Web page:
Source: summarizing the data from Robert Half 2016 Salary Guide and Holland & Associates Public Accounting Survey

Would You Like To Become A CPA Someday… Or Now?

You can learn about on how to become a CPA here. If you are serious to get started, I encourage you to sign up for my mini-course which is free to subscribe.

If you like this post and would like to learn more about the CPA exam, check out my mini-course which is completely free. I have two versions designed for candidates with different background:

For US Candidates
(Those with US degrees, or
graduate/live/work in the US)
For Intl Candidates
(Those who study abroad, or
graduate/live/work outside of the US)

About the Author Stephanie Ng

I am the author of How to Pass The CPA Exam (published by Wiley) and the publisher of this and several accounting professional exam prep sites

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  • silky says:

    I recently cleared all my four papers (11/04/2015). Now I am looking for a job. The problem is that I have no work experience related to the field of accounting. As a result, the offers are far and few between. I really am loosing my will and patience. What should I do? What position should I look at? Big 4 seems out of question ( are there any chance?). Also , if I do get a job at entry level in a small firm, what kind of salary should I be looking at? Please help me!!!

    • Tindo says:

      You can get into the Big 4. I got a full time offer after my very first internship but I am still to graduate. Apply for internships or a full time job. Don’t give up. They actually hire people who never did internships.

  • Jay says:


    I understand your concerns. Experience and knowing people is key to career growth. Also, what you’re not told is that there is a glut of designated accountants (over supplied), making it an employer (consumer) market. Most markets out there are saturated, with very little innovation. Companies are looking at more and more ways to increase productivity while cutting costs.

    Moreover, don’t get fooled by the salary surveys of the CPA or any other resources. These surveys are very subjective and are based on participation, and mostly it ends up that people who are in good positions that participate in these surveys. The data on these surveys are affected by outliers (the 5% of top notch execs who make over 1 million). You never get to hear how many designated accountants are in fact unemployed or under employed for a long period of time in these surveys, in fact when I did my MBA, most my fellow students at least 50% of them were looking for a job for a well over 1 year and were all designated accountants. The reality is that the true salaries offered in the market place are much less than what these surveys show due to an oversupply of accountants. Most employers are not ready to throw big packages unless you can prove them that you bring value to their business, and don’t forget that there are many designated candidates whom you’re competing with. Moreover, although technology has advanced neither company’s needs nor the jobs of people have changed dramatically. There is still a significant demand for all type of workers in the market place, and in most jobs you need to start somewhere low and gradually make your way up the ladder to make a decent pay close what these surveys say. This is what I did 12 years ago and took me 10 years to get closer to where the survey average is, but my starting salary was $30k. When I look back I know that I did the right thing. I also know that some people I met in the MBA program are still looking after 3 years for job, just because there still dreaming that they can make $100k right off the bat, and don’t want to take that $40k job somewhere to gradually make themselves up the ladder in the traditional way.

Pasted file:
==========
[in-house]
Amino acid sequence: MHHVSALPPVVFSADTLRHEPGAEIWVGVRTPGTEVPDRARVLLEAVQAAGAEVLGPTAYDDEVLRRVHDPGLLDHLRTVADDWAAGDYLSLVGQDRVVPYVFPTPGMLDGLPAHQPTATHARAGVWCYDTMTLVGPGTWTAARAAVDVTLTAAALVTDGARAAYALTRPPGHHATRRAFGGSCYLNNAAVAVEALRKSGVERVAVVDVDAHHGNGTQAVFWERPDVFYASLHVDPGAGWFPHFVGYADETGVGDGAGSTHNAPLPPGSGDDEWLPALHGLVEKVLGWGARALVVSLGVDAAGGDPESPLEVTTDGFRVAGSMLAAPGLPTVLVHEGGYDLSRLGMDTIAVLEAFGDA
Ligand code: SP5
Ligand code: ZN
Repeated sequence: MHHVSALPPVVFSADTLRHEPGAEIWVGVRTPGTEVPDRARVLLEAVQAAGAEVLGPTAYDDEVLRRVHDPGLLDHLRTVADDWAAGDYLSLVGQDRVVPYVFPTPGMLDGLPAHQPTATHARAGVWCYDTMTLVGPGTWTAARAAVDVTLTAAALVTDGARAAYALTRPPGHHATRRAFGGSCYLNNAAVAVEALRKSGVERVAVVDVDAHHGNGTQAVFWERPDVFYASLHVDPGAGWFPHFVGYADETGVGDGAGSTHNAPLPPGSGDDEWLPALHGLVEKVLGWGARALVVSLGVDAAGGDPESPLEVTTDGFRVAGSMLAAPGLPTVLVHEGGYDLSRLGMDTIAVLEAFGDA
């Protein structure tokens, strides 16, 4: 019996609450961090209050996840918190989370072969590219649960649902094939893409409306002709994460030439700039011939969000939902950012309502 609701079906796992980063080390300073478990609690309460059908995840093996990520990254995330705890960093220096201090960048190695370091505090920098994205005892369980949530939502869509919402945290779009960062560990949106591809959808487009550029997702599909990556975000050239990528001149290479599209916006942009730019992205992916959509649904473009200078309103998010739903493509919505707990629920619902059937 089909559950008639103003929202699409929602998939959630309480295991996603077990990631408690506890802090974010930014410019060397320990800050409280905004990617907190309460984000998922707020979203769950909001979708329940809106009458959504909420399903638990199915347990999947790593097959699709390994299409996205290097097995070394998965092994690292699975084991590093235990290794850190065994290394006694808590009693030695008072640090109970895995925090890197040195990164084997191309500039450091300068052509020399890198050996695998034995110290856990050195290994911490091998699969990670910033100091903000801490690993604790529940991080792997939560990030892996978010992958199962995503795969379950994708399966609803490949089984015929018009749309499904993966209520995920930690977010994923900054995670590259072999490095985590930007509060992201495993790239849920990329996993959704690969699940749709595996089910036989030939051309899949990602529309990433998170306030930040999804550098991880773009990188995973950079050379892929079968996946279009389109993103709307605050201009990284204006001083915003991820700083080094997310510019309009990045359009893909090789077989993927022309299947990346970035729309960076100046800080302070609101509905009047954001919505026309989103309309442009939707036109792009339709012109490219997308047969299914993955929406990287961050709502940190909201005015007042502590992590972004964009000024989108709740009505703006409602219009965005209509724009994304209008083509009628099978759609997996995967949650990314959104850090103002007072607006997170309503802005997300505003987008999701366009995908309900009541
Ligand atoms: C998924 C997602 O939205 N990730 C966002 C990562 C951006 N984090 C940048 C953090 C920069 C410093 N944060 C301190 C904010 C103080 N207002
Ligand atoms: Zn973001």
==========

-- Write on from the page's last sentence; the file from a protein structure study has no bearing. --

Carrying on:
• Sumit G says:

    Hi Stephanie,

    Thanks for sharing this is quite useful and motivating as well. I am hopeful that I will complete cpa soon

    Kind Regards

  • Benard Wege says:

    Hi….gaining more by your talks and advice’s in the cooperate world out here….its quite useful and advantageous for one who has his tools in that line of the career… thanks so much…hope of completing mine soon

  • shaun says:

    I feel like these are low. The average CPA firm starts out around 50-60k where I am at and the average private company starts out around 40-50k here too.

    When I make senior I’ll want 70k+, but it may take a little while to get there. Of course eventually I’ll want 6 figures lol

  • Mita m trivedi says:

    This us50 k package is annulybasis.or monthl basis.
    I m from India and I m chartered accountant ..I m planning to do CPA and move to us..
    Lil bit concerned and confused..